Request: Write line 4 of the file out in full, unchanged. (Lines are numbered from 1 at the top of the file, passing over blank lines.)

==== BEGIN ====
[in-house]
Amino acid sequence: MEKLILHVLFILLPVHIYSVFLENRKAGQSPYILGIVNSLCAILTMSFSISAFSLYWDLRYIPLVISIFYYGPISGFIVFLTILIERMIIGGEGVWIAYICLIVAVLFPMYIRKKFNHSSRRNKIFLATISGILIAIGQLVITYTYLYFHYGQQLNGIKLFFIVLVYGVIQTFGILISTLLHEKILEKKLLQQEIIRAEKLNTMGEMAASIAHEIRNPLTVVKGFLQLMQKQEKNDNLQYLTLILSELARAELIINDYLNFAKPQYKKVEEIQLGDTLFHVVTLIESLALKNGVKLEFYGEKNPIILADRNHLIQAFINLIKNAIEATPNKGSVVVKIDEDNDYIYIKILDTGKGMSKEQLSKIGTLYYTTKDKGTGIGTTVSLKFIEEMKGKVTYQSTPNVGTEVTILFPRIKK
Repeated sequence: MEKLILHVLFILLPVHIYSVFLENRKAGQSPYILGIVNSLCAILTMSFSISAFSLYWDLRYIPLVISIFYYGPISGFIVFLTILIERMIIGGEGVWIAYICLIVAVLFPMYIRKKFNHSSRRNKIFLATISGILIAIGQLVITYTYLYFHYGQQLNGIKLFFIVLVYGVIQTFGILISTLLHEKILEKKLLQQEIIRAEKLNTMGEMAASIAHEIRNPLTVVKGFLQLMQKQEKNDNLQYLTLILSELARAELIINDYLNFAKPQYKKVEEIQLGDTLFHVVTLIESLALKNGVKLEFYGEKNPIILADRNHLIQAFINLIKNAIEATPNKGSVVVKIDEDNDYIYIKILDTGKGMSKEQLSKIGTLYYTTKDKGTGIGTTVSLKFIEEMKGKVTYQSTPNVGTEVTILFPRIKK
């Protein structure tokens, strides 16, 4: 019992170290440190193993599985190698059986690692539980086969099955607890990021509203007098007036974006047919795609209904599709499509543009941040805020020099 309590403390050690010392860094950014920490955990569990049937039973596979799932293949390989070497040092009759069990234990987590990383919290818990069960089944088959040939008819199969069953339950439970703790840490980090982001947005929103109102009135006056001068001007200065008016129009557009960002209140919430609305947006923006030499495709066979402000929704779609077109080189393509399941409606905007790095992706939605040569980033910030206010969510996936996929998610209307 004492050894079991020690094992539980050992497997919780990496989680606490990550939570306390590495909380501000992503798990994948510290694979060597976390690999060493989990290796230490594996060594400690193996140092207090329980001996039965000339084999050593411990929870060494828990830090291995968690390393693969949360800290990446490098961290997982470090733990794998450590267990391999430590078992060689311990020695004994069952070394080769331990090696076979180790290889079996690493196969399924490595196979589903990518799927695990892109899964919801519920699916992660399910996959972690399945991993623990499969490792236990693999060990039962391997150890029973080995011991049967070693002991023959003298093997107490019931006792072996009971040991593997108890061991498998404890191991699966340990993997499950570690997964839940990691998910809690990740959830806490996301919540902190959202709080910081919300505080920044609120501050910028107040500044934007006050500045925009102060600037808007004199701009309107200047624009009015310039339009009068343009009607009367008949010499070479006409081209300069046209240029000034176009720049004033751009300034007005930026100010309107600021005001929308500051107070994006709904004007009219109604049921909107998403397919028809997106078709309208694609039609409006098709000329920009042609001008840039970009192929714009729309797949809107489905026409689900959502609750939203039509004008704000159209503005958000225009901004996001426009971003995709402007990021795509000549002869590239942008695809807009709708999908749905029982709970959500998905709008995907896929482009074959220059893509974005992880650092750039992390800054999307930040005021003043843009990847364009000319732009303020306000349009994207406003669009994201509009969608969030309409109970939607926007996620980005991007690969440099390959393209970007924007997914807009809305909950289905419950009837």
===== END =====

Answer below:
């Protein structure tokens, strides 16, 4: 019992170290440190193993599985190698059986690692539980086969099955607890990021509203007098007036974006047919795609209904599709499509543009941040805020020099 309590403390050690010392860094950014920490955990569990049937039973596979799932293949390989070497040092009759069990234990987590990383919290818990069960089944088959040939008819199969069953339950439970703790840490980090982001947005929103109102009135006056001068001007200065008016129009557009960002209140919430609305947006923006030499495709066979402000929704779609077109080189393509399941409606905007790095992706939605040569980033910030206010969510996936996929998610209307 004492050894079991020690094992539980050992497997919780990496989680606490990550939570306390590495909380501000992503798990994948510290694979060597976390690999060493989990290796230490594996060594400690193996140092207090329980001996039965000339084999050593411990929870060494828990830090291995968690390393693969949360800290990446490098961290997982470090733990794998450590267990391999430590078992060689311990020695004994069952070394080769331990090696076979180790290889079996690493196969399924490595196979589903990518799927695990892109899964919801519920699916992660399910996959972690399945991993623990499969490792236990693999060990039962391997150890029973080995011991049967070693002991023959003298093997107490019931006792072996009971040991593997108890061991498998404890191991699966340990993997499950570690997964839940990691998910809690990740959830806490996301919540902190959202709080910081919300505080920044609120501050910028107040500044934007006050500045925009102060600037808007004199701009309107200047624009009015310039339009009068343009009607009367008949010499070479006409081209300069046209240029000034176009720049004033751009300034007005930026100010309107600021005001929308500051107070994006709904004007009219109604049921909107998403397919028809997106078709309208694609039609409006098709000329920009042609001008840039970009192929714009729309797949809107489905026409689900959502609750939203039509004008704000159209503005958000225009901004996001426009971003995709402007990021795509000549002869590239942008695809807009709708999908749905029982709970959500998905709008995907896929482009074959220059893509974005992880650092750039992390800054999307930040005021003043843009990847364009000319732009303020306000349009994207406003669009994201509009969608969030309409109970939607926007996620980005991007690969440099390959393209970007924007997914807009809305909950289905419950009837």